Conservation and Ecology of Mammals III

Contributed Paper
ROOM: Rooms 16 – Acoma, 32 – Teseque and 15 – Zuni Combined

10:30AM The Inefficiency of Harvest-Based Selection In Ungulates
James Heffelfinger; Kevin Monteith; Ryan Long; R. Terry Bowyer; Vernon Bleich; Paul Krausman; Tayler LaSharr
Most hunters are not selective in the type of animal they take, satisfied instead to harvest any legal animal. In a few exceptions, however, regulations may force the harvest of animals of a minimum size or age regardless of the hunters’ personal choice. Harvest of animals with specific traits more so than those without has led some to argue that such selection can cause evolutionary change that may be detrimental to the species, especially if those traits are related positively to individual fitness. Using information from a broad range of aquatic and terrestrial systems exposed to a myriad of potential and operational selective pressures, several authors have made expansive generalizations about selective harvest and its applicability to ungulates. Harvest-based selection can be intensive enough to be relevant in an evolutionary sense, but phenotypic changes consistent with hunter selection often are confounded with multiple environmental influences. Factors such as age, genetic contribution of females, nutrition, maternal effects, epigenetics, patterns of mating success, gene linkage, movements, refugia, date of birth, and other selective pressures interact with harvest to impede unidirectional evolution of a trait. The intensity of selection determines potential for evolutionary change in a meaningful temporal framework. Indeed, only under severe intensity, and strict selection on a trait could harvest prompt evolutionary changes in that trait in the face of other more influential factors. Broad generalizations across populations or ecological systems can yield erroneous extrapolations and inappropriate assumptions. Removal of males expressing a variety of horn or antler sizes, including some very large males, does not inevitably represent artificial selection unless the selective pressures are intensive enough to cause a unidirectional shift in phenotype or allele frequencies that may act on some relevant life-history trait or process. Understanding harvest-based selection warrants full consideration of the inefficiency of selection.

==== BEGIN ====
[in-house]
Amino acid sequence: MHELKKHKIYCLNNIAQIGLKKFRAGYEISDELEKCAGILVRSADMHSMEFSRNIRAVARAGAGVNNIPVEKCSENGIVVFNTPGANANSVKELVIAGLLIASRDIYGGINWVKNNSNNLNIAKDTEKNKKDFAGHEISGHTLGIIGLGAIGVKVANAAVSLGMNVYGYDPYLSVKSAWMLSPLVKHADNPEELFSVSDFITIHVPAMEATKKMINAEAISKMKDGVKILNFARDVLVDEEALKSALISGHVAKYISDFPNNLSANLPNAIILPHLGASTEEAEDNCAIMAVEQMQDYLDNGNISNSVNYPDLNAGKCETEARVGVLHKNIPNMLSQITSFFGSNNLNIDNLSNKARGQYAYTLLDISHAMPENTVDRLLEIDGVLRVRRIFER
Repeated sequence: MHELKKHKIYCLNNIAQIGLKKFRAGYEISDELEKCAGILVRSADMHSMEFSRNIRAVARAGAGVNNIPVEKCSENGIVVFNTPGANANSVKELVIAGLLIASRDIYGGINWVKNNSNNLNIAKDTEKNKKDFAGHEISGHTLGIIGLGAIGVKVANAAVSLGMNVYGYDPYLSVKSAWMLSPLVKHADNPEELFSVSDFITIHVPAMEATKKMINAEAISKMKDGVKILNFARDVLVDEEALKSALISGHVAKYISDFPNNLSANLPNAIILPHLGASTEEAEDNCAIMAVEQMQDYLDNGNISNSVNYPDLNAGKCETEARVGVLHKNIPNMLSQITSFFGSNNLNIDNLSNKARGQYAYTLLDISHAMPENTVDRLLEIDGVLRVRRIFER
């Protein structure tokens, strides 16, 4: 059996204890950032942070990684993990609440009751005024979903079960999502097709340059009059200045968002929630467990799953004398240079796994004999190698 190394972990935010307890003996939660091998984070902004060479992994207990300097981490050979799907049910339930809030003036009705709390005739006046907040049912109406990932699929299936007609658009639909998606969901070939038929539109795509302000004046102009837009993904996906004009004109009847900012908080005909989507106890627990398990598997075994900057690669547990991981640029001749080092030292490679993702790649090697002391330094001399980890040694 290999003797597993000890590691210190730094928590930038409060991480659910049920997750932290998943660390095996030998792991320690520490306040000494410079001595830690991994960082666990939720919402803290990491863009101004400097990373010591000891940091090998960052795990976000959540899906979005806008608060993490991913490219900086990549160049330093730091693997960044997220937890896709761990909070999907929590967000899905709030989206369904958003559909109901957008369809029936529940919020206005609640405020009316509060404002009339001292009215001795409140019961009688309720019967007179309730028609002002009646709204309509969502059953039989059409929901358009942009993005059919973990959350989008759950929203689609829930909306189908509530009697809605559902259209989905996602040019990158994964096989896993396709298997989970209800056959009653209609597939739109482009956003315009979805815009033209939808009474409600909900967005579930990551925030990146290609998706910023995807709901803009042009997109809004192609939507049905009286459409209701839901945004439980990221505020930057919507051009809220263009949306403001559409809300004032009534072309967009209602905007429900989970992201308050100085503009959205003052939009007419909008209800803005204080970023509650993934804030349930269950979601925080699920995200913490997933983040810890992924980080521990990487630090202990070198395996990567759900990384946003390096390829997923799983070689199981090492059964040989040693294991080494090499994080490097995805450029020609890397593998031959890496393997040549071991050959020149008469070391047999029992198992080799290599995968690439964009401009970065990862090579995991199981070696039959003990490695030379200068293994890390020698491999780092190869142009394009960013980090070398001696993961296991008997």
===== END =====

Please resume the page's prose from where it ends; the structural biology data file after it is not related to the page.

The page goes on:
10:50AM The Landscape of Fear May Play a Minimal Role in the Spatiotemporal Distribution of Urban Mammals
Travis Gallo; Mason Fidino; Elizabeth Lehrer; Seth Magle
Cities are a hodgepodge of isolated habitat patches intermixed in a matrix of buildings and asphalt. Within, the presence or absence of a species is often correlated to environmental features of the landscape (e.g., housing density) or land-use type, thereby ignoring other forms of habitat selection. For instance, as predators and their prey exist within these highly heterogeneous landscapes, the presence of a predator likely plays an important role in the spatiotemporal distribution of its prey. We assessed the spatial overlap of two prey species – white tailed deer (Odocoileus virginianus) and eastern cottontail (Sylvilagus floridanus) – and a common predator – coyote (Canis latrans) – in Chicago, IL USA using a Bayesian two-species co-occurrence model. We also compared the temporal activity of white-tailed deer and eastern cottontails at sites where coyotes were detected and not detected. We found that the probability of predator avoidance for either prey species was low. Spatial overlap between predator and prey was likely based on chance (species interaction factors = 1), and daily activity patterns of both prey species varied relatively little at sites where coyotes were detected compared to sites where coyotes were not detected (deer daily activity overlap = 95%; cottontail activity overlap = 83%). Our results indicate that urbanization may create a novel arrangement of habitat patches that alters expected predator-avoidance behaviors of prey species. Thus, our current theories on how and why animals distribute themselves across a landscape may differ in highly urbanized areas. How wildlife are distributed can reveal useful information for reducing human-wildlife interactions, an important component of urban wildlife management. Therefore, common paradigms should be further assessed in urban environments to better inform management decisions.